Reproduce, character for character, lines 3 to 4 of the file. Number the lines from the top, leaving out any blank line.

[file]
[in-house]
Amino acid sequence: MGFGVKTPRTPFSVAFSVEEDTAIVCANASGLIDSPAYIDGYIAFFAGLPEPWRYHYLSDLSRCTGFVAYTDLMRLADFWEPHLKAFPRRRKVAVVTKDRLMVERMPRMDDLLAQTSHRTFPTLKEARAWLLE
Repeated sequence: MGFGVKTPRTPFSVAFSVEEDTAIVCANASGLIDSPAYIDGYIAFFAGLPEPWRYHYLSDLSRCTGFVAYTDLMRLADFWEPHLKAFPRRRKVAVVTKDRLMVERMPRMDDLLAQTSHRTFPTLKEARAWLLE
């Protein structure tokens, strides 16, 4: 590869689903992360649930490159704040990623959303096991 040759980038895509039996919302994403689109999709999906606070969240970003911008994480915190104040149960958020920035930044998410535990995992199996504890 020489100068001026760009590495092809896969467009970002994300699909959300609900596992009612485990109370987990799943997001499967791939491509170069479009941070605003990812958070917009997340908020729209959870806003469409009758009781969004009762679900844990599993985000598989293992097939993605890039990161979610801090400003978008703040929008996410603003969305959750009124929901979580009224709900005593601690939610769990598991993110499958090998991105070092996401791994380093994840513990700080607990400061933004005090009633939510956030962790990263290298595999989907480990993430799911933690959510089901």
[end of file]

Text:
Repeated sequence: MGFGVKTPRTPFSVAFSVEEDTAIVCANASGLIDSPAYIDGYIAFFAGLPEPWRYHYLSDLSRCTGFVAYTDLMRLADFWEPHLKAFPRRRKVAVVTKDRLMVERMPRMDDLLAQTSHRTFPTLKEARAWLLE
């Protein structure tokens, strides 16, 4: 590869689903992360649930490159704040990623959303096991 040759980038895509039996919302994403689109999709999906606070969240970003911008994480915190104040149960958020920035930044998410535990995992199996504890 020489100068001026760009590495092809896969467009970002994300699909959300609900596992009612485990109370987990799943997001499967791939491509170069479009941070605003990812958070917009997340908020729209959870806003469409009758009781969004009762679900844990599993985000598989293992097939993605890039990161979610801090400003978008703040929008996410603003969305959750009124929901979580009224709900005593601690939610769990598991993110499958090998991105070092996401791994380093994840513990700080607990400061933004005090009633939510956030962790990263290298595999989907480990993430799911933690959510089901």